My unlucky uncle.
Posted by Big John on February 21, 2012
I know that this is not a very good photograph, but it was taken more than a hundred years ago and, like so many, it ended up stored away and forgotten until I happened upon it when going through some old family papers.
The picture shows my father’s eldest brother. He was a couple of years older than my dad and was born at the very end of the 19th century which meant that he was conscripted for military service towards the end of World War I. My dad was lucky as that war ended just as he received his call-up papers and he never had to report for duty.
My uncle was not so lucky, for although the war with Germany ended in 1918, he was sent to Russia as a member of a multi-national military force sent to back the Tsarist forces fighting the revolutionary Red Army.
I have tried to trace his military history, and have found only one soldier with his name. He was a private in a battalion which is recorded as being sent to Archangel in 1918, and a War Office medal record card in his name shows that he was awarded the British War Medal and Victory Medal.
I have no idea what happened to my uncle during his service in Russia, but my father told me that his brother returned to England, after going ‘missing’ for some time, bringing with him a suitcase full of Tsarist bank notes which, of course, were of no value by that time.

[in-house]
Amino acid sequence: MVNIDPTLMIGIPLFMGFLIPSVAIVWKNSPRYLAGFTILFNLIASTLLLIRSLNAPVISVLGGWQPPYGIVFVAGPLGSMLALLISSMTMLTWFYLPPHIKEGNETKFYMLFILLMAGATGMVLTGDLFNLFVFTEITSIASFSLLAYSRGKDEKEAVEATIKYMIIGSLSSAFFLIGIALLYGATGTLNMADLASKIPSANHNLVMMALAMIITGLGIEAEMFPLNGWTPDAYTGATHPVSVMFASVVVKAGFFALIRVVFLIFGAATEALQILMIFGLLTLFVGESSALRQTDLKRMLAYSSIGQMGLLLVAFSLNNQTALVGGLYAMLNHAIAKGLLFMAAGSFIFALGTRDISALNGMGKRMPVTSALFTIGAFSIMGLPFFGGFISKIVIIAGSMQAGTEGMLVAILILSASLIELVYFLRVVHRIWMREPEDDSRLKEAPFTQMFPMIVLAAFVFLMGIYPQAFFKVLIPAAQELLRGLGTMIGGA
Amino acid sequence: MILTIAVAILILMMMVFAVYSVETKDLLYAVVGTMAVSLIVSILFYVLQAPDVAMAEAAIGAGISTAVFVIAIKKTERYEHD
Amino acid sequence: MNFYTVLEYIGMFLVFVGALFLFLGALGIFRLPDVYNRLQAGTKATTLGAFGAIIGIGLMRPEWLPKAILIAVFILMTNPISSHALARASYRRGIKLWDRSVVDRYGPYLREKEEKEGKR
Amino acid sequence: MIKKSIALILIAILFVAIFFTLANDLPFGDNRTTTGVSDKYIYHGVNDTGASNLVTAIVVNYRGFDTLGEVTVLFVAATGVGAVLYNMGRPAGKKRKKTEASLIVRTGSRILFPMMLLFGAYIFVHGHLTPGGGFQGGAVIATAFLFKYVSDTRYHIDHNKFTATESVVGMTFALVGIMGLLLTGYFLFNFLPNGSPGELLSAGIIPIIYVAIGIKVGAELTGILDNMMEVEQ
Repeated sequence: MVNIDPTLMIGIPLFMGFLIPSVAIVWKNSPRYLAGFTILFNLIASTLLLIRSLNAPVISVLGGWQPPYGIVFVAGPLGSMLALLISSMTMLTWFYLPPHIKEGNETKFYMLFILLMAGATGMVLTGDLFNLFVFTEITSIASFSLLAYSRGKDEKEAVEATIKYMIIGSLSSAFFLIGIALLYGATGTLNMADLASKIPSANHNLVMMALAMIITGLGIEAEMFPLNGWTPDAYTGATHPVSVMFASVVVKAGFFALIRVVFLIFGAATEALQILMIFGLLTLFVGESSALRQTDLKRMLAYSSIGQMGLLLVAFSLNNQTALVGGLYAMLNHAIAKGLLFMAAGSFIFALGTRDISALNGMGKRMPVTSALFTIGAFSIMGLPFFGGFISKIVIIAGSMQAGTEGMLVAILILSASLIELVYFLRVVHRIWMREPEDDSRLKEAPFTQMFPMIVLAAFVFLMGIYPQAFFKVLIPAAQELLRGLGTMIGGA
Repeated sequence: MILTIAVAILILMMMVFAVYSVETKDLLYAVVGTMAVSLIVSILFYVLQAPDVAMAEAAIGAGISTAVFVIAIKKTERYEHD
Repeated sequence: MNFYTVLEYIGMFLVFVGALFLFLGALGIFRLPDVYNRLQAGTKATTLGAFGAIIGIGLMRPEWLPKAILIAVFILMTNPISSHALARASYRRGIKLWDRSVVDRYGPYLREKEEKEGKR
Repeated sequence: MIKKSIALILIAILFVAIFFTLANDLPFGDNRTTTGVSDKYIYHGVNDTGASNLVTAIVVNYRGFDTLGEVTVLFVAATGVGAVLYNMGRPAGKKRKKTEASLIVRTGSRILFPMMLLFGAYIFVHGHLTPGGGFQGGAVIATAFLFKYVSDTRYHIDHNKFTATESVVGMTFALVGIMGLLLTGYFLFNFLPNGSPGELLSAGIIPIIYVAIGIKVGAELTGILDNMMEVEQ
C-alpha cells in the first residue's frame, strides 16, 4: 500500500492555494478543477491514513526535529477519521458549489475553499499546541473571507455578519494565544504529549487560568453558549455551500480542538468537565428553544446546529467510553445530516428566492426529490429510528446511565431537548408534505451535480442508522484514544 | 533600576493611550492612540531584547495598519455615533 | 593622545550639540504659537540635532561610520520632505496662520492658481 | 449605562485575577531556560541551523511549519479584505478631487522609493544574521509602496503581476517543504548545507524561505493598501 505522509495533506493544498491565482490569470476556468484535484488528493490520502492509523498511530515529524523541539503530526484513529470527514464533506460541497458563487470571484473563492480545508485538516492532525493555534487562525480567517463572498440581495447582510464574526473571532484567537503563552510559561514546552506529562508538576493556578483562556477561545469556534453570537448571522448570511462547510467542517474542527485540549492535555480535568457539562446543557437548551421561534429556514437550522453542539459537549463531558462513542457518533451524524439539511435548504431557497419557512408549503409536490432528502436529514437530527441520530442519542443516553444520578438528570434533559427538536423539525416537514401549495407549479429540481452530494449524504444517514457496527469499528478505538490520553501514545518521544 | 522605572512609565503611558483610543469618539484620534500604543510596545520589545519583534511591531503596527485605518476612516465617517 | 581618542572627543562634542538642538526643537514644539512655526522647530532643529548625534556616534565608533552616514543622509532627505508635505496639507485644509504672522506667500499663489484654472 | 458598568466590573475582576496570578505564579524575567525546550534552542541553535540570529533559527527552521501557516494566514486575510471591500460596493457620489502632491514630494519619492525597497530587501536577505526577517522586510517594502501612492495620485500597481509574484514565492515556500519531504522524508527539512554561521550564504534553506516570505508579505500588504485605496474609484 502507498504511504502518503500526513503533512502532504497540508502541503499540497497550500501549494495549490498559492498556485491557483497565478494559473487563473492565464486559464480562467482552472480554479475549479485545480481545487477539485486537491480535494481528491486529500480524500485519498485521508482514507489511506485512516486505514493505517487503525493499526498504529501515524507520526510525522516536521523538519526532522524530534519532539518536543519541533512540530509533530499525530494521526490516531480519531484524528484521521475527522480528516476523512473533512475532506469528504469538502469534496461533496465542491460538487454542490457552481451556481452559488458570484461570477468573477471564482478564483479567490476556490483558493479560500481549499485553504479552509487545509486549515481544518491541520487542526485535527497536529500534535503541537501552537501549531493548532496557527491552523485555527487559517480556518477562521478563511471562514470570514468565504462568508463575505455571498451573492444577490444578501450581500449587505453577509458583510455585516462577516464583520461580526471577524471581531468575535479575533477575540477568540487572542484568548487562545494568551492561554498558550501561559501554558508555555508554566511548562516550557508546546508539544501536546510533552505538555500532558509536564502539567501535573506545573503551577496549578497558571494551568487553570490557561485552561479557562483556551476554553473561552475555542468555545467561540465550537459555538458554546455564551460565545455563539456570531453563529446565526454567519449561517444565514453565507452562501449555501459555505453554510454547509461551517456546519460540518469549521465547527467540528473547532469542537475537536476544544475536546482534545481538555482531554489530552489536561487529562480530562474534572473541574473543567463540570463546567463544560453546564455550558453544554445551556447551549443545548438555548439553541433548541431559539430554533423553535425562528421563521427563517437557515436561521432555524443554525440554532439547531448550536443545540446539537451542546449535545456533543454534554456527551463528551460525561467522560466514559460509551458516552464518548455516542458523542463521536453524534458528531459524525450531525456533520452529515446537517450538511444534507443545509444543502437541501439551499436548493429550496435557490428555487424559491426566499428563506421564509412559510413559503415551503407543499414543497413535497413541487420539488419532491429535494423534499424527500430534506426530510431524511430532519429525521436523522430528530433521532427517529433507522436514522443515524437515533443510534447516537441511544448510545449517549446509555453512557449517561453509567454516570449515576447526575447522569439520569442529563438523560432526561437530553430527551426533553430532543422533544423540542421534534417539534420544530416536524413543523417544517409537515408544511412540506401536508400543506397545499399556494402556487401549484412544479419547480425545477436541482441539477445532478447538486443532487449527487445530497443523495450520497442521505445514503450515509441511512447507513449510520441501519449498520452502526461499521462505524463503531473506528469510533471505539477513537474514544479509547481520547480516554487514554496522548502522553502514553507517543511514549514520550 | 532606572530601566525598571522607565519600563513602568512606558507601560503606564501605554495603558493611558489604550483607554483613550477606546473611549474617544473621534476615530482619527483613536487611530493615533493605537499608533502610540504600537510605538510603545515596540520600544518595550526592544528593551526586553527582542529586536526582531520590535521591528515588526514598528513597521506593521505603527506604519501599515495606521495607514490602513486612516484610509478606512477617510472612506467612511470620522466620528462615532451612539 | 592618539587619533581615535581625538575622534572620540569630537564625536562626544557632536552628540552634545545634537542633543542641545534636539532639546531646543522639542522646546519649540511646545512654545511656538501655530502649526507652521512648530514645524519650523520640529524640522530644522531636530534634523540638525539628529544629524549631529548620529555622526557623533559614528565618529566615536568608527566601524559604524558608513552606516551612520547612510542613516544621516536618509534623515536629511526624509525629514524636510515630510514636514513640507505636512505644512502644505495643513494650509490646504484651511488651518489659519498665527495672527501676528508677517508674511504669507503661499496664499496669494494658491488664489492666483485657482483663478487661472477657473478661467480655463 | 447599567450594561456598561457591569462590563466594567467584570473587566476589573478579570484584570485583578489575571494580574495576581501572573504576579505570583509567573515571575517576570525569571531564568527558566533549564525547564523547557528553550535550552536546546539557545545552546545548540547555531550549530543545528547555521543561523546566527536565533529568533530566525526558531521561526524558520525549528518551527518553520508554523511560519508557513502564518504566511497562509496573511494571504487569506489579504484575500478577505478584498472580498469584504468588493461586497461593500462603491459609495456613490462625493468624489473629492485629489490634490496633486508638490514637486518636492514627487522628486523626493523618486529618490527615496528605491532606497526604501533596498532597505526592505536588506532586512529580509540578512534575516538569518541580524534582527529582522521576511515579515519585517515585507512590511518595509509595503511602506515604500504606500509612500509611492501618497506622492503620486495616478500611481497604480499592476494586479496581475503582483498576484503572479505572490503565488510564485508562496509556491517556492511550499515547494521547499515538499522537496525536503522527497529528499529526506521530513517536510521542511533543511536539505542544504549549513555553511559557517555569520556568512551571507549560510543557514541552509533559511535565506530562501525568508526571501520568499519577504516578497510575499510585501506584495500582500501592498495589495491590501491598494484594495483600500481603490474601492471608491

I often wonder what happened to that young man when he went ’missing’ in the Russian snow, and how did he come by all that money ? .. Did he meet up with some Bolshevik ‘friends’ ? .. After all, as a poor lad who, like my dad, had slept “five in a bed” in a rat infested ’Victorian’ slum, he had far more in common with the Russian proletariat, than with the people who had sent him there in the name of some bloody king and in support of a despot Tsar: and if he did, perhaps his new ‘comrades’ helped him ‘liberate’ all those paper roubles from some Romanov aristocrat, or perhaps he just found the case in a ditch ? Alas, we can only speculate.
My dad had nine brothers and sisters, and I knew most of them, but as far as I can recall I never met this uncle; which is a pity, for I bet …
… he had a great tale to tell.